B2B Payments

Mobile Travel Site Helps B2B Side With Personalized B2C Touch

Zipkick, a startup mobile travel search and booking site, is offering a new twist on how to run a company that’s both B2B and B2C by using its personalized B2C algorithm to appeal to its B2B customer base.

TNOOZ took a look into the company, which is currently testing its patent-pending algorithm to help both sides of the business. The report discusses the revenue model, profit strategy and looks into the logistics of how having a B2B and B2C company better positions Zipkick to offer a platform for businesses while still having an opportunity to connect with consumers.

“Zipkick operates as a B2B and B2C company. …The B2B licensing operates on a per search licensing cost and B2C generates revenue when travelers book,” Zipkick wrote in an interview with TNOOZ. The company was entirely self-funded from co-founders Jason Will and Josh Rasmussen.

So what’s in it for the B2B side? Clutter removal and better connected customers, Zipkick said. This makes is so the businesses who license their travel options through Zipkick can be found easier, thanks to their algorithm that employs a Netflix-style user recommendation that tailors searches based on preference. The end goal of the company is to have it acquired by a company with strong search functions under its belt, like Google, Facebook, Microsoft and Yahoo.

“Zipkick is the result of countless failed attempts at booking travel on the go,” which was founded by a former traveling consultant, the report said. “Searching for travel via a mobile phone was cumbersome and sifting through an overwhelming amount of results only complicated the process. After realizing the lack of mobile innovation this past decade in travel, it was time to step up and personalize search.”

That’s where the consumer side of the business comes to play. The business is able to connect listings through the travel site and consumers are able to find those listings quicker.

“It aims to remove the clutter of irrelevant search results and let users find what matters to them without scroll bars, radio buttons or searching thousands of different options. Its proprietary platform allows for users to input and rank their preferences, which are then stored within the profile. These preferences are then used as the search parameters, returning relevant results only,” the company reported.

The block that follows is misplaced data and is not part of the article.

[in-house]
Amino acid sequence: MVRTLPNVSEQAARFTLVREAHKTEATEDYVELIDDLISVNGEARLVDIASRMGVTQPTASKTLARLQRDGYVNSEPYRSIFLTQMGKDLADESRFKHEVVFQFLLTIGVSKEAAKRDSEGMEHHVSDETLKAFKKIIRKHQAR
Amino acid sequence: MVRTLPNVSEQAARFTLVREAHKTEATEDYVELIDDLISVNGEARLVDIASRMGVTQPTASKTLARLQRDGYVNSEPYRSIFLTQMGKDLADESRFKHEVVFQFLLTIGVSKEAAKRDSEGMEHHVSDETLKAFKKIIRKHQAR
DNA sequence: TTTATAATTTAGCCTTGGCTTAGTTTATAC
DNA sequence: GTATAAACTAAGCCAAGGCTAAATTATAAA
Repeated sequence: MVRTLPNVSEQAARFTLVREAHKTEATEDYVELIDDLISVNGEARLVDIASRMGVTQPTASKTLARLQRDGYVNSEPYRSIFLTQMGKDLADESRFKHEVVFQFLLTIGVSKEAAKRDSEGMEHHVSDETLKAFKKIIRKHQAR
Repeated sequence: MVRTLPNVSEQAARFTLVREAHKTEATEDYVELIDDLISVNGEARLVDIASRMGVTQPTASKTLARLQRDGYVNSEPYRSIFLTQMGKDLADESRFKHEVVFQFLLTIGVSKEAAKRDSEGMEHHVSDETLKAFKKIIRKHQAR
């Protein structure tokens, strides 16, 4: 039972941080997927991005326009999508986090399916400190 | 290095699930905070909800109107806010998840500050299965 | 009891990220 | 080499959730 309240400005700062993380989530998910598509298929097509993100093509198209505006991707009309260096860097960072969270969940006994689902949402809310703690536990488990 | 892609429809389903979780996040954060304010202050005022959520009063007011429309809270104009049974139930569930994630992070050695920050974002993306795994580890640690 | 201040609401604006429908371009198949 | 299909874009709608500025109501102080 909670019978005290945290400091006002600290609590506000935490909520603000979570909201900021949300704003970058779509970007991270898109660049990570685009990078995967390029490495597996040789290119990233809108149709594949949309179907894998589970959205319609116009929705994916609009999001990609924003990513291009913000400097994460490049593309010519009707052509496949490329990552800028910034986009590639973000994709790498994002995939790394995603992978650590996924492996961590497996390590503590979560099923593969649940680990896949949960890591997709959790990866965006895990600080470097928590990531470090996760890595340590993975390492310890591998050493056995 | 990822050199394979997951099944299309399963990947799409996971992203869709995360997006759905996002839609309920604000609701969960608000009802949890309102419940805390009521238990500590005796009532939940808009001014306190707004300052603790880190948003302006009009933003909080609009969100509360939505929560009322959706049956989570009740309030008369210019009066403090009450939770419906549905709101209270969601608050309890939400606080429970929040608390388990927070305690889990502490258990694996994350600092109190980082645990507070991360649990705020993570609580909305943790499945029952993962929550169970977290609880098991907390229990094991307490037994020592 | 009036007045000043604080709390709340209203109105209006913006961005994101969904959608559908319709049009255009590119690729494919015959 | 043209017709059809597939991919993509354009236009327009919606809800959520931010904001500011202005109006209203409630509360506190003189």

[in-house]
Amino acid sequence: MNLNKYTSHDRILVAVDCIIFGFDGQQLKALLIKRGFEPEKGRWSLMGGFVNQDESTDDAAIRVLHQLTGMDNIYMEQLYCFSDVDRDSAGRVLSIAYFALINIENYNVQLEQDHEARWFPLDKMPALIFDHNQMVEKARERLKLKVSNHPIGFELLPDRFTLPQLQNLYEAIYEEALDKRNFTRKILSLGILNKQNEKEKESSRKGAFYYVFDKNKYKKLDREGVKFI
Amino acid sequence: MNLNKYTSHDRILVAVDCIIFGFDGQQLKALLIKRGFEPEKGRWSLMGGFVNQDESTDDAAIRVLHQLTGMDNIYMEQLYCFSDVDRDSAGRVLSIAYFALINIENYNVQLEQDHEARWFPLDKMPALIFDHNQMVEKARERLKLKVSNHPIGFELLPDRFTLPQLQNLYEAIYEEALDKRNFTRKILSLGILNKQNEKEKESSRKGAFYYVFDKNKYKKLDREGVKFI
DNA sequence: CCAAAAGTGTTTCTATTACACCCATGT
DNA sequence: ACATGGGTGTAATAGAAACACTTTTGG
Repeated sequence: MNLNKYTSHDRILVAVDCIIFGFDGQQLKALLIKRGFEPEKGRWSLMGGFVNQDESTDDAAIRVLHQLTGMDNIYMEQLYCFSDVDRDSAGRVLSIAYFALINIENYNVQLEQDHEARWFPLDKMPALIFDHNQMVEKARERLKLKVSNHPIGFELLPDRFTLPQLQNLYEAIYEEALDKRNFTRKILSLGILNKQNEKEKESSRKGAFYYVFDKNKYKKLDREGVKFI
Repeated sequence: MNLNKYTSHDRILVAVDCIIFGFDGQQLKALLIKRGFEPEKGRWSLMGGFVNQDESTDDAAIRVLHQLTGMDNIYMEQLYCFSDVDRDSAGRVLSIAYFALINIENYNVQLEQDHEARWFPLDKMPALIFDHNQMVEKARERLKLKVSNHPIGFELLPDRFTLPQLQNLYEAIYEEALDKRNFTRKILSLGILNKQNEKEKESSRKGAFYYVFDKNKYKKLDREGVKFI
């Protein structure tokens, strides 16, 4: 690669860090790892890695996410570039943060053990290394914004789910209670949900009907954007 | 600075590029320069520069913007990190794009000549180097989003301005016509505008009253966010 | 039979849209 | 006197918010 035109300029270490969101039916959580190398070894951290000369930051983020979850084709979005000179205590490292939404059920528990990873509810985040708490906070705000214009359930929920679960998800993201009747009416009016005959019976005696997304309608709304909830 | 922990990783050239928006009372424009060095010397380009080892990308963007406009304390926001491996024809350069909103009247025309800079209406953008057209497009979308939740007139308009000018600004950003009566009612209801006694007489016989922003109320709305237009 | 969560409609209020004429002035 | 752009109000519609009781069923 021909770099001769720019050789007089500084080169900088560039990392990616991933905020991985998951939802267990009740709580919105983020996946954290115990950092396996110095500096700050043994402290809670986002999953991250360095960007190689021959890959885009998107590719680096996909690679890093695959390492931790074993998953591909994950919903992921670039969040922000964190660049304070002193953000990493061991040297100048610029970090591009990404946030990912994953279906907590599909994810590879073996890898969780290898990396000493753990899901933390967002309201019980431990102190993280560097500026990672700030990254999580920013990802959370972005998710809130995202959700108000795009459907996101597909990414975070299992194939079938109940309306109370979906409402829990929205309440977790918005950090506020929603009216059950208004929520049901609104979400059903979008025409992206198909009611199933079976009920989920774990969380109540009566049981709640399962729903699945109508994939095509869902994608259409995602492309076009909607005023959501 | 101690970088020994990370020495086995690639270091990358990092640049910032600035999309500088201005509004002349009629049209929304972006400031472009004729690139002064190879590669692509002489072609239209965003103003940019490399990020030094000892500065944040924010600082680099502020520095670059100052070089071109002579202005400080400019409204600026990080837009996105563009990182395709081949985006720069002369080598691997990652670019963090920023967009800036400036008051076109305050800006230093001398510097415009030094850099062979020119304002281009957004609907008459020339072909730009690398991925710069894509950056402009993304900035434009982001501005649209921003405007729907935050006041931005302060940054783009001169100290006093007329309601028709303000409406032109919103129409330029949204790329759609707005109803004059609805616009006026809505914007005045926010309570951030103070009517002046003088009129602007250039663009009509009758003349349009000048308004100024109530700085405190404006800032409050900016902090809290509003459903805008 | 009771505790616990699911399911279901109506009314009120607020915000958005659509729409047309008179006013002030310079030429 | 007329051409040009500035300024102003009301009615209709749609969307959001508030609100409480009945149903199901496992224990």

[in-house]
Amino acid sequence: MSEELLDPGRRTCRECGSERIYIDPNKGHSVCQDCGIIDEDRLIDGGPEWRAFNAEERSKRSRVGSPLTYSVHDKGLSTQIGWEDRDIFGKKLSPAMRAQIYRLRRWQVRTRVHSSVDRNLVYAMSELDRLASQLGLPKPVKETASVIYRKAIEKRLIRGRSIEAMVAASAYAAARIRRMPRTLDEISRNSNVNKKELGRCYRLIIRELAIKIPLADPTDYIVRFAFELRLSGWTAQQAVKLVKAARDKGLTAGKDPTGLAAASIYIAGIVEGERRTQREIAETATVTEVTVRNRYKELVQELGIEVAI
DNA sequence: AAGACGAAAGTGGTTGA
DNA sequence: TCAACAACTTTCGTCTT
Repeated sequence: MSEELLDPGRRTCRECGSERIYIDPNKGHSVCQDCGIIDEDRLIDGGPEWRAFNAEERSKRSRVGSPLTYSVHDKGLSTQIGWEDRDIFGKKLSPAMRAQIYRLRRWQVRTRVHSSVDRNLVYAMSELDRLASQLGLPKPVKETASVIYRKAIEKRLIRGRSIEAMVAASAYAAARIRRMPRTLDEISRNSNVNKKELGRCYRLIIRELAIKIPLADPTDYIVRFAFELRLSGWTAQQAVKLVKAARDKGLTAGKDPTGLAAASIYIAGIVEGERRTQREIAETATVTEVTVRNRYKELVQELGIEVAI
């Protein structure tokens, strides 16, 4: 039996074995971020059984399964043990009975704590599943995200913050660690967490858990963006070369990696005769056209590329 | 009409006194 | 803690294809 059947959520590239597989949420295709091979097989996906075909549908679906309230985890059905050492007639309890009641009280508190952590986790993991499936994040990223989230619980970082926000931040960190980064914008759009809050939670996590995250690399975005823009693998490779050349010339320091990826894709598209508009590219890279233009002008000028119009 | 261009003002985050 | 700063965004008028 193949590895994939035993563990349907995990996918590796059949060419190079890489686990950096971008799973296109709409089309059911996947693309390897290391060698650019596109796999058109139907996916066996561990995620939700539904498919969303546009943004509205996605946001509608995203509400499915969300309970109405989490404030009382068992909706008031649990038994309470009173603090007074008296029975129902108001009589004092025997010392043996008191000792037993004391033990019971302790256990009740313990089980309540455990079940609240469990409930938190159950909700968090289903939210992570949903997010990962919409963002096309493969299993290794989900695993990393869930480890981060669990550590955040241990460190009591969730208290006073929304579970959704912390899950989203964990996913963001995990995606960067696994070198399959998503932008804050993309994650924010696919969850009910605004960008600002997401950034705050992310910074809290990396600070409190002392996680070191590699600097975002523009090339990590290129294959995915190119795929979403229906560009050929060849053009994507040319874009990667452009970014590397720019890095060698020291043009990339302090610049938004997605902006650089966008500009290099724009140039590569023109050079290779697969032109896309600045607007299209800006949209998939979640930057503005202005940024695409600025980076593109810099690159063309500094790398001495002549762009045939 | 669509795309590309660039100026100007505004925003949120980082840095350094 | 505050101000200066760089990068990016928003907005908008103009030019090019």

By eliminating scroll bars, sorting features and boxes to check, the experience is quicker for the consumer and the personalized algorithm tailors searches to the consumer and doesn’t require entering extra fields every time the user goes on the site. That’s the main problem the startup aims to address.

“By only showing the most personalized results for each traveller, irrelevant and duplicative options are completely eliminated,” Zipkick said in the interview. “As a result, people save a significant amount of time and have a simple and repeatable process that is uniform across all devices.”

So what makes Zipkick different than its competitors? The algorithm. This has also helped merge its B2B efforts with the B2C side of the company.

“We believe our algorithm has the ability to power several large travel providers, which will account for the majority of our company’s growth. The cost to acquire B2C users has posed a challenge for existing travel companies and we will not be an exception to that. Therefore, our focus will be on growing our licensing business and continue to organically scale our consumer facing product,” Zipkick said.

According to TNOOZ’s take on the future of the startup, the algorithm development should be reason alone to believe the company can succeed.

“Any tech innovation which is patent-pending has the potential to be a success, and Zipkick seems to be placing a lot of importance on the algorithm it has developed,” author Martin Cowen wrote. “By identifying different business models for B2B and B2C it is acknowledging that its long-term future might be more backstage than front-of-house.”


New PYMNTS Report: Preventing Financial Crimes Playbook – July 2020 

Call it the great tug-of-war. Fraudsters are teaming up to form elaborate rings that work in sync to launch account takeovers. Chris Tremont, EVP at Radius Bank, tells PYMNTS that financial institutions (FIs) can beat such highly organized fraudsters at their own game. In the July 2020 Preventing Financial Crimes Playbook, Tremont lays out how.

Click to comment